This stock market dip is different, but that doesn't mean investors should panic

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Tom Bradley: For investors with a ten-year-plus time horizon, it’s business as usual

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Investors have been spoiled over the last 15 years. Every time the market took a dive, it quickly reversed course and made up the lost ground in a matter of months. The Vs, as they became known, varied in size (2008/09 was by far the biggest) but the pattern was the same. And the message was clear: Buy on dips. It works every time.

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The question is: Is the current dip the same as the others? If you buy now, will you make out like a bandit?


Before attempting to answer that question, let’s look at what was happening during the recent Vs.

In each case, there was a major risk in the headlines, issues like the European debt crisis and trade tensions with China. Interest rates were low and went lower when stocks fell. Indeed, since George W. Bush and Alan Greenspan teamed up 20 years ago, central banks have been cheerleaders for the stock market. At the slightest provocation, they’ve responded with lower rates and in some cases, asset purchases. Former European Central Bank president Mario Draghi’s famous “whatever it takes” line characterized how supportive the monetary authorities have been.

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With each market break, there were concerns about profits slowing, but corporations barely missed a beat. They had a howling tailwind behind them in the form of low financing and energy costs, an abundance of cheap labour and declining input costs due to globalization and technology.

Price-to-earnings multiples, which previously looked high, returned to their historical range. The stock market tends to overreact to bad (and good) news, and in each case this led to better long-term valuations (i.e. prices went down more than expected profits).

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And during each dip, investors turned decidedly bearish. Remember, investor sentiment is a contrarian indicator — the more bearish people are, the more likely the risks are in plain view and returns will be good going forward.

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To V or not to V?

On this last point, the current bear market is no different. Investors are fearful, having come a long way down from the euphoria and speculation around emerging growth companies, meme stocks, cannabis, bitcoin, SPACs and venture capital.

The profit picture is a mixed bag. For the most part, the tailwinds I mentioned have turned into headwinds — less friendly credit markets, labour shortages, rising commodity prices — but many large, high-quality companies are doing just fine. Last week, Loblaw Companies Ltd. had a terrific quarter despite rising food inflation, and it will be embarrassing how much the Canadian banks make in the coming quarters (higher interest rates and subdued loan losses are a powerful combination).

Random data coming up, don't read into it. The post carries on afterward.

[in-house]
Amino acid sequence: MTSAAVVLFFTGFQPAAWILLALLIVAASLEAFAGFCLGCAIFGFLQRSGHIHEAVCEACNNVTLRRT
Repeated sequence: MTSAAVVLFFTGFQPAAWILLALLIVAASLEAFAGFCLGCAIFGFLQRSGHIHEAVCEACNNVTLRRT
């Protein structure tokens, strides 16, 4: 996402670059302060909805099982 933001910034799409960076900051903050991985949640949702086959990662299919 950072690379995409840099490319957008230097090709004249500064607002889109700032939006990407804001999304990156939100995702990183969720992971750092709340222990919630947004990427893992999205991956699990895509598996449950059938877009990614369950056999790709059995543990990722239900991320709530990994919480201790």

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The biggest difference between this dip and previous ones, however, is the stance of the central banks. Their “whatever it takes” mantra is still there, but it’s being directed towards controlling inflation as opposed to propping up stock prices.

What to do

So where does that leave you as an investor? For those who need the money in the medium term, the answer is difficult and different for each situation (and beyond the scope of this column).

For investors with a ten-year-plus time horizon, however, it’s business as usual. Stick to your savings schedule. Use RRSP and TFSA contributions to rebalance your portfolio to its intended mix of cash, bonds and stocks. And whatever you do, don’t blink. It’s a time to average down, not bail out.

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  1. Why stock market forecasters are in need of a reality check

  2. Tom Bradley: The more things change, the more the keys to successful investing stay the same

  3. Tom Bradley: Getting back to normal is great, unless you’re an investor

  4. Staying diversified may be tough in chaotic times, but it’s worth the trouble

I say this knowing there’s bad news on the horizon but also knowing that markets overreact at times like this, and projected returns for most of the stocks you own (directly or in a fund) are higher now than they were at the beginning of the year.

Navigating the Vs has been something our firm has done well, but our discount buying has never been based on a market call (if you think you can do that, please read my previous column), but rather higher projected five-year returns. As valuations improved and our fund managers got excited about buying things, we added to equities. The fact that the bounce-back came so fast each time was a happy but unpredictable circumstance.

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We’re doing it again this time, not knowing whether we will be rewarded in the next few months or have to wait a year or two. The philosophy is what my former partner, Bob Hager, taught me — make sure you go up with more stocks than you went down with.

Tom Bradley is chair and co-chief investment officer at Steadyhand Investment Funds, a company that offers individual investors low-fee investment funds and clear-cut advice. He can be reached at


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